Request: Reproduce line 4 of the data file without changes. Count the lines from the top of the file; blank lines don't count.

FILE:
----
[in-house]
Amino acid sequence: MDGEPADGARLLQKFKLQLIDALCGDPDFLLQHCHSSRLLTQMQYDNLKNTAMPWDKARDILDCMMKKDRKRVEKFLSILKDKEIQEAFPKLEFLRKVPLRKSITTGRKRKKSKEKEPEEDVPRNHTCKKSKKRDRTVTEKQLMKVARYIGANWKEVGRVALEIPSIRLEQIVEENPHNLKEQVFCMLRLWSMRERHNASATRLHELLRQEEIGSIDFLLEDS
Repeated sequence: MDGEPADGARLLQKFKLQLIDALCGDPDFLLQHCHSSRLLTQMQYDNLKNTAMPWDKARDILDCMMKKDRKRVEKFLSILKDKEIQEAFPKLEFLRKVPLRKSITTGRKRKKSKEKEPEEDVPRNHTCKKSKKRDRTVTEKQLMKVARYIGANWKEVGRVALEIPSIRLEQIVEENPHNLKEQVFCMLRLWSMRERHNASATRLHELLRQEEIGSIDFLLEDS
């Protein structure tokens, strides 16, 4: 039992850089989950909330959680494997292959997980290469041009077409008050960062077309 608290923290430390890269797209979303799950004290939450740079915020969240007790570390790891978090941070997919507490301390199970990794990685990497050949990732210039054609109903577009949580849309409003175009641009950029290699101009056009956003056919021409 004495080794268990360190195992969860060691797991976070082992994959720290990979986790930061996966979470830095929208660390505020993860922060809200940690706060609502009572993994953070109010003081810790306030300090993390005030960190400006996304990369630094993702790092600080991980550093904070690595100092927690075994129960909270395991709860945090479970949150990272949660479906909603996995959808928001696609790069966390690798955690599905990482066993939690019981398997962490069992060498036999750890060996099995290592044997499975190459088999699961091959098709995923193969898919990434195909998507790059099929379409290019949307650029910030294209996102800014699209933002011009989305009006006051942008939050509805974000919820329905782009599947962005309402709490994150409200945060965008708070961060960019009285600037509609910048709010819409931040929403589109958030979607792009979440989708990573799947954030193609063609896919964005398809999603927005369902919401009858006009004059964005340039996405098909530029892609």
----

């Protein structure tokens, strides 16, 4: 039992850089989950909330959680494997292959997980290469041009077409008050960062077309 608290923290430390890269797209979303799950004290939450740079915020969240007790570390790891978090941070997919507490301390199970990794990685990497050949990732210039054609109903577009949580849309409003175009641009950029290699101009056009956003056919021409 004495080794268990360190195992969860060691797991976070082992994959720290990979986790930061996966979470830095929208660390505020993860922060809200940690706060609502009572993994953070109010003081810790306030300090993390005030960190400006996304990369630094993702790092600080991980550093904070690595100092927690075994129960909270395991709860945090479970949150990272949660479906909603996995959808928001696609790069966390690798955690599905990482066993939690019981398997962490069992060498036999750890060996099995290592044997499975190459088999699961091959098709995923193969898919990434195909998507790059099929379409290019949307650029910030294209996102800014699209933002011009989305009006006051942008939050509805974000919820329905782009599947962005309402709490994150409200945060965008708070961060960019009285600037509609910048709010819409931040929403589109958030979607792009979440989708990573799947954030193609063609896919964005398809999603927005369902919401009858006009004059964005340039996405098909530029892609």